In a welcome move, GPs will no longer be left in the dark after referring patients to the federal government’s My Aged Care system.
Under changes adopted on July 3, referring doctors can keep track of their patients’ progress, including which organisation is doing an assessment, their contact details, and the services that have been referred or commenced.
With a patient’s consent, a GP can also provide information to streamline the referral to an assessor via a webform, fax, or over the phone. A patient does not have to be present when a doctor makes a referral by phone, but the doctor must have their consent.
If the referral information is complete, it will be sent directly to an assessment organisation without the My Aged Care contact centre needing to call the patient.
The revamp is in response to complaints that the My Aged Care gateway – the sole avenue for GP aged-care referrals – gave doctors no way of knowing what had happened to their patients after the referral.
Amy Richards, of the Health Department’s policy and design section, said the improved access to information applied equally to health professionals who had made a referral and those yet to make one.
“That is so we can re-establish the links between assessors and health professionals that existed pre-My Aged Care,” Ms Richards told a recent webinar.
Among the changes, doctors can now call My Aged Care to see what aged-care services and approvals a patient may already have in place.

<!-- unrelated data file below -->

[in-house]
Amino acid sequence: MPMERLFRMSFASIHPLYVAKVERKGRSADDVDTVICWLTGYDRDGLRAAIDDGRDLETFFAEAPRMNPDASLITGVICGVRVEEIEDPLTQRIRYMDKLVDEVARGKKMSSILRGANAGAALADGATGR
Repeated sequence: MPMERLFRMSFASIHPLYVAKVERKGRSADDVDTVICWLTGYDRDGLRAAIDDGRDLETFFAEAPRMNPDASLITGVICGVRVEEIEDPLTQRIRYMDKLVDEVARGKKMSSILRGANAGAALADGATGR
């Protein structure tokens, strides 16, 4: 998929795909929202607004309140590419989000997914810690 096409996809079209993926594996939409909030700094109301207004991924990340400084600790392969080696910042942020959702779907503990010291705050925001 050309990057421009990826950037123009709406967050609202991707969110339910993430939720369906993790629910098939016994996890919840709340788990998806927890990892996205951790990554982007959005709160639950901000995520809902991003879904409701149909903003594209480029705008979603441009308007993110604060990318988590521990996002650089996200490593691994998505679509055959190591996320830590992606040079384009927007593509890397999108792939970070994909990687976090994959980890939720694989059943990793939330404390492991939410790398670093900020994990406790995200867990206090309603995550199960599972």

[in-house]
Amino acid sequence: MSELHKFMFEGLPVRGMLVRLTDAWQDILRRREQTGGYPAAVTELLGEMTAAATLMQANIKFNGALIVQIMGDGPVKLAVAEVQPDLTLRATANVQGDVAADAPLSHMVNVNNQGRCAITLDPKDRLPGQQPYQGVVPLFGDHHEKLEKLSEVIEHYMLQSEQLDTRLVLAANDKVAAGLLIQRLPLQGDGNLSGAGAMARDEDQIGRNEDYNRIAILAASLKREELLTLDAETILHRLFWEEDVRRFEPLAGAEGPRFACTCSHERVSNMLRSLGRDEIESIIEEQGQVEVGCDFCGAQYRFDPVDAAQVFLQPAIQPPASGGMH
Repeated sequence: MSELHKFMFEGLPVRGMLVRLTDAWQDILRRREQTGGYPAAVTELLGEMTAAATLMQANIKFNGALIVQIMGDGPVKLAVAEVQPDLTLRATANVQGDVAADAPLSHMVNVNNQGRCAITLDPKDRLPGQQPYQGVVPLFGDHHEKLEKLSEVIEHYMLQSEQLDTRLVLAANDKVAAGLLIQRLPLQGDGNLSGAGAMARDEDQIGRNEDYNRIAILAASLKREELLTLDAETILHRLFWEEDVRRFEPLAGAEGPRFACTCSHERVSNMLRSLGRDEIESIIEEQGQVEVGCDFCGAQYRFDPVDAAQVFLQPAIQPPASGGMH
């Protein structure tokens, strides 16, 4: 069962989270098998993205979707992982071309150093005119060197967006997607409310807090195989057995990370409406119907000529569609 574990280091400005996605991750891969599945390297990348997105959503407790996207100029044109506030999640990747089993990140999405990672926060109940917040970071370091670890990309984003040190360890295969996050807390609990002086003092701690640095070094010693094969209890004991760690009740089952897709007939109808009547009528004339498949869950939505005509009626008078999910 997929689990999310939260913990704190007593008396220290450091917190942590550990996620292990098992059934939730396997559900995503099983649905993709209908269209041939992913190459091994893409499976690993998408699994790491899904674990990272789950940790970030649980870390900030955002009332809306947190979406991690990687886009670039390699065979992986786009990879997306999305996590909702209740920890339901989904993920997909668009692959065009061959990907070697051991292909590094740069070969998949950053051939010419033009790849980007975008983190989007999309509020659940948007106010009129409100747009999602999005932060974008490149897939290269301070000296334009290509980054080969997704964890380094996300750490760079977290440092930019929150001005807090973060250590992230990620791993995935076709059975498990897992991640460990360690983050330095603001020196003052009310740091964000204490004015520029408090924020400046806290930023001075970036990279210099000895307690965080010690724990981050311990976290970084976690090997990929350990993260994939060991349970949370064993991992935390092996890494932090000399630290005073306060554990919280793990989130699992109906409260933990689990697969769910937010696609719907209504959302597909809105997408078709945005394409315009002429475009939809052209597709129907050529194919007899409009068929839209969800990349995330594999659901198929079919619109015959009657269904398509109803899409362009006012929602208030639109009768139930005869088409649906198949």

Health practitioners would also find it easier to add information about a referral if client circumstances changed, a Health Department spokeswoman said.
In the week after the improvements went “live”, however, GPs were yet to be informed about the good news.
The Medical Republic was unable to find a single doctor or organisation who knew anything about the new procedures last week, but some reported a letter had turned up today.
In other significant changes, patients will have more flexibility in appointing a representative to help them navigate the My Aged Care system.
A new “appointment of representative” form can be sent to the My Aged Care contact centre by fax or mail, or can be attached to a webform referral.
Anyone, including a service provider, could be a “regular” representative for a patient who was capable of giving consent for someone to speak on their behalf and make decisions, department officials told a recent webinar.
The patient could give their consent by using the form, speaking to the contact centre or informing their assessor at the time of the assessment.
“However, if a consumer is not able to make decisions for themselves or are unable to provide consent for someone to speak for them, then they’ll need to have an authorised representative put in place, and legal documents are required,” Ms Richards said.